• Based on the assessment detailing the current visitation status and based on each parent’s progress with resolving issues that resulted in the child's removal, state the recommendation for visitation for the next six-month period.
    < Return to OPP Table of Contents | ^ Back to Top of Page
   
Role of the Child's Social Worker  

The role and responsibilities of the child's social worker are to:

  • Arrange the:
    • Schedule of the visitation with the parents and caregivers.
    • Venue for the visitation.
    • Person who is to supervise the visit.
  • If visits are held at a DFCS visitation site:
    • Complete a Supervised Visitation Authorization (SCZ1382).
    • Review the DFCS Visitation Guidelines (SCZ1382A) with all parties to the visit.

    See OPP Chapter 10-6: DFCS Visitation Sites.

     
  • Coordinate any activity with outside collaterals (therapists, child's attorney, probation officer, parent advocate, etc.) who might want to attend a supervised visit. 
  • If possible, supervise or observe one visit each quarter.
  • Complete an assessment and review of the court-ordered visitation plan every three (3) months to assess the appropriateness of the visitation setting, frequency, and venue.
    • If an assessment is made that visits could be less restrictive and there is no court order for the social worker to move to less restrictive visits, the social worker may submit an Application for Order to the court to recommend less restrictive visits.  The Case Plan must be updated if there is a change in visitation plan.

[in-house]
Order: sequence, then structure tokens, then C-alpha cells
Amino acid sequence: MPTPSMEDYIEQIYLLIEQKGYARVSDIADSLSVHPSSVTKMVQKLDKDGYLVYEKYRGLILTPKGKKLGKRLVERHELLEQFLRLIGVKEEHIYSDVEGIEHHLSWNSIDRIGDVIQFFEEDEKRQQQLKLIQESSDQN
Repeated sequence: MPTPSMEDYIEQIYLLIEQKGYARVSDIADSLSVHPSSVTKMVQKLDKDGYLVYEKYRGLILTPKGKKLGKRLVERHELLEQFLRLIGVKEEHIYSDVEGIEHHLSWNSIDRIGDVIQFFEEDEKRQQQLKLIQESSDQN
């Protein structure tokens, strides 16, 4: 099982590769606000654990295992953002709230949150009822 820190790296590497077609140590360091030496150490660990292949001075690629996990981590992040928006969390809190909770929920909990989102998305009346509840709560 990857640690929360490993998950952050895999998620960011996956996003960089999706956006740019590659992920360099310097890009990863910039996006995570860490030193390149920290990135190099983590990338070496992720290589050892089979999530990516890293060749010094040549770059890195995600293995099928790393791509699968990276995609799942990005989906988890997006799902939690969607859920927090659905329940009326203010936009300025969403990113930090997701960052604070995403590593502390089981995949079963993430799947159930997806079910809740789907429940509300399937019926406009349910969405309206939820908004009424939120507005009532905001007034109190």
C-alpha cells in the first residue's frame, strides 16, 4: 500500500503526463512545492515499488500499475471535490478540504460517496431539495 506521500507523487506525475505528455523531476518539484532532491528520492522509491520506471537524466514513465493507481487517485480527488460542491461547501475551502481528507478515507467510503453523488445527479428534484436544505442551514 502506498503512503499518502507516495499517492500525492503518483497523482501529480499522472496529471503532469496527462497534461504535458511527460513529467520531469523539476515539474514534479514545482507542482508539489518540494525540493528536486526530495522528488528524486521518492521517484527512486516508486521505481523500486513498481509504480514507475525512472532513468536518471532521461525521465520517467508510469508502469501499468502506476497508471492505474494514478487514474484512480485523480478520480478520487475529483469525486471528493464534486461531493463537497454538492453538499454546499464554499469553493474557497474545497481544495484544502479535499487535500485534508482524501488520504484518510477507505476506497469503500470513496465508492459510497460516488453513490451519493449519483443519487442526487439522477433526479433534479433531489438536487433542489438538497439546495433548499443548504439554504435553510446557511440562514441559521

• If an assessment is made that visits need to be more restrictive, the social worker submits an App and Order to the Court to recommend more restrictive visitation.  The Case Plan must be updated if there is a change in visitation plan.
  • Assure that parents, caregivers, and, if applicable, the person supervising the visits are informed of any changes to the existing visitation arrangements.
  • Provide on-going feedback to the individual supervising the visits regarding progress and strengths of the family, areas of concern, etc.
    < Return to OPP Table of Contents | ^ Back to Top of Page
   
Role & Activities for Substitute Care Providers  

The role and activities for substitute caregivers include: 

  • Providing written notes on the observational monitored visit to the caseworker for all visits that they supervise. The form and notes should reflect targeted areas for observations including the child’s behavior before and after the visit, positive parenting activities, areas of concern, etc.
     
  • Participating in an initial meeting, referred to as Ice Breaker, between birth parents and the caregivers, when safe, to allow information flow, normalization of relationships, and to reduce the tension and anxiety that the child and parents may experience. 
     
  • Following an Ice Breaker, escorting children to and from visits when appropriate and the care provider is available.
    • This is done in order to begin to normalize the child’s experience and to facilitate communication between parents and foster parents around the child’s behaviors and areas of common interest or concern. 
     
  • Taking responsibility for transporting children to/from visits, including make-up visits, and for providing more supportive activities to assist in case plan progress towards reunification.
 
    < Return to OPP Table of Contents | ^ Back to Top of Page
   
Other References  
doc2 Supervised Visitation Resources for Santa Clara County (3/20/09)
bullet2 OPP Chapter 10-5.1: Arranging Secure Visitation
bullet2 OPP Chapter 10-6: DFCS Visitation Sites
bullet2 OPP Chapter 8-15: Request to Change a Court Order (JV-180)
    < Return to OPP Table of Contents | ^ Back to Top of Page

[an error occurred while processing this directive]
[an error occurred while processing this directive]